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wrote historical entries based on the entries in JS’s 1835–1836 journal. The genealogical table headings written by Oliver Cowdery, the letter headings and closings written by Williams and Parrish, and the datelines written by Parrish and Warren Cowdery are slightly larger than the ordinary script of these individuals. Parrish’s datelines also feature a vertical stress that contrasts with the oblique stress of his entry inscriptions. In their copying from the Messenger and Advocate, Frederick G. Williams and Warren Parrish often used a slightly larger script for words that appear in small caps in the printed version. Although pagination for the 1834–1836 history was inscribed up to page 241, the actual chronicle reaches only to page 187. Oliver Cowdery numbered pages 9–21, Frederick G. Williams numbered pages 22–58, Warren Parrish numbered pages 59–111, and Warren Cowdery numbered pages 112–241. Sometime later, Willard Richards

24 June 1804–11 Mar. 1854. Teacher, lecturer, doctor, clerk, printer, editor, postmaster. Born at Hopkinton, Middlesex Co., Massachusetts. Son of Joseph Richards and Rhoda Howe. Moved to Richmond, Berkshire Co., Massachusetts, 1813. Moved to Chatham, Columbia...

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inscribed year and month-and-year headings in black ink on pages 17–20, 46–47, 105–173, and 176–187. Various pages also bear redactions in unidentified handwriting in black and blue pencil.
In 1839, the book was repurposed for the inscription of a new history. The book was turned over so that the back cover became the front and the last leaf became the first. From this new front of the book, JS’s scribes began writing what became the first volume of JS’s multivolume manuscript history (the first 61 pages of which are transcribed as “Draft 2”). That later history filled most of the remaining leaves of the book, running well into the blank pages that were numbered for the 1834–1836 history and up to within five pages of the inscribed entries in the earlier history. However, only numbering on pages 235–241 of the 1834–1836 history were erased (by knife eraser). With the later history’s side of the book upward, the spine of the book was labeled as volume “A | 1” of the multivolume history. Archival stickers were also added at some point to the spine and the inside front cover. Two interior leaves are now missing from the initial gathering of the volume and one leaf is missing from the final gathering. The flyleaves and pastedowns were also lost or removed from the book.1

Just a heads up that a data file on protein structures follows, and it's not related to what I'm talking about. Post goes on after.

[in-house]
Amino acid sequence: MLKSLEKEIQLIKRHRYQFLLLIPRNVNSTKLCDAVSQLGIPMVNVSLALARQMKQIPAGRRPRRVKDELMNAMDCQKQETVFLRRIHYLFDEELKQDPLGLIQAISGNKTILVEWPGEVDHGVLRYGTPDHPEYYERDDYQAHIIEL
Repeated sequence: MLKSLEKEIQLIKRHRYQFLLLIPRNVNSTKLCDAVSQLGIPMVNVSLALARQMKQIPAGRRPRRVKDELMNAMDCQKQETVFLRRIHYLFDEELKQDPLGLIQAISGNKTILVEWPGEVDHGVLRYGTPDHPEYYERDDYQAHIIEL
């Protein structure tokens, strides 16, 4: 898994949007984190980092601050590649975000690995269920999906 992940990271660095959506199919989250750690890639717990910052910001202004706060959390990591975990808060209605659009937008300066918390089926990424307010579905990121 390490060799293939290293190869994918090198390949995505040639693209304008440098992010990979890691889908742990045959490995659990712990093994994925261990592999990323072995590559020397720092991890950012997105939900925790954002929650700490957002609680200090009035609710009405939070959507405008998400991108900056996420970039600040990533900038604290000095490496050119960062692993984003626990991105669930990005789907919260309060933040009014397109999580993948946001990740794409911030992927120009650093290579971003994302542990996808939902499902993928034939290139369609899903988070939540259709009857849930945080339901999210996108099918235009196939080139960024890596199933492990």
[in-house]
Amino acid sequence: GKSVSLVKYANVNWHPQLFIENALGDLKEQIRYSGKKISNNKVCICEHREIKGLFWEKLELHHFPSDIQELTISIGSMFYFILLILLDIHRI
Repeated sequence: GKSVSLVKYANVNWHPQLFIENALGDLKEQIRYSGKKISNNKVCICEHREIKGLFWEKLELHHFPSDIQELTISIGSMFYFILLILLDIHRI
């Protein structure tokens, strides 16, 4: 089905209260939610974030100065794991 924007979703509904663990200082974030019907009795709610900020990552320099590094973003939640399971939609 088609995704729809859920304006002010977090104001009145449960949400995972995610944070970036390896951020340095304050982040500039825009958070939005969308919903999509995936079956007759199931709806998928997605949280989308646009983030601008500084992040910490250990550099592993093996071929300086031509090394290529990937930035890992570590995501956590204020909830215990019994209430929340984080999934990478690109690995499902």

See JS History, vol. A-1, microfilm, Dec. 1971, CHL. Only one leaf of the original pastedowns and flyleaves is extant. The pastedowns were replaced with undecorated paper in 1994, according to a conservation note on the verso of the extant marbled leaf archived with the volume.  


The volume shows moderate wear, browning, water staining, and brittleness. It has been resewn, rebound, and otherwise conserved.
While the 1834–1836 history was being created, the volume was apparently kept in the homes of JS’s scribes.2

See JS, Journal, 29 Oct. 1835 and 25 Jan. 1836 (see also entry for 29 Oct. 1835 herein).  


In 1839, scribe James Mulholland

1804–3 Nov. 1839. Born in Ireland. Baptized into LDS church. Married Sarah Scott, 8 Feb. 1838, at Far West, Caldwell Co., Missouri. Engaged in clerical work for JS, 1838, at Far West. Ordained a seventy, 28 Dec. 1838. After expulsion from Missouri, lived ...

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converted the book into the first volume of JS’s multivolume manuscript history.3

Jessee, “Writing of Joseph Smith’s History,” 439–441, 450–451, 464.  


In 1842, the church newspaper in Nauvoo

Principal gathering place for Saints following expulsion from Missouri. Beginning in 1839, LDS church purchased lands in earlier settlement of Commerce and planned settlement of Commerce City, as well as surrounding areas. Served as church headquarters, 1839...

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, Illinois, began publishing this later history.4

The serialized publication of this history began in the 15 March 1842 issue of the Times and Seasons.  


JS maintained custody of the volume through his later life, as indicated by a note he inscribed memorializing his deceased brother Alvin Smith

11 Feb. 1798–19 Nov. 1823. Farmer, carpenter. Born at Tunbridge, Orange Co., Vermont. Son of Joseph Smith Sr. and Lucy Mack. Moved to Randolph, Orange Co., 1802; returned to Tunbridge, before May 1803. Moved to Royalton, Windsor Co., Vermont, 1804, and to...

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, which was attached to the verso of the flyleaf preceding the later history. The volume is listed in the first extant Historian’s Office inventory, made in Nauvoo in February 1846 by clerk Thomas Bullock, and it is listed in inventories of church records made in Salt Lake City in the second half of the nineteenth century.5

“Schedule of Church Records. Nauvoo 1846,” [1]; “Historian’s Office Catalogue 1858,” 2, Catalogs and Inventories, 1846–1904, CHL.  


These and later archival records, as well as archival marking on the volume, indicate continuous institutional custody.

Facts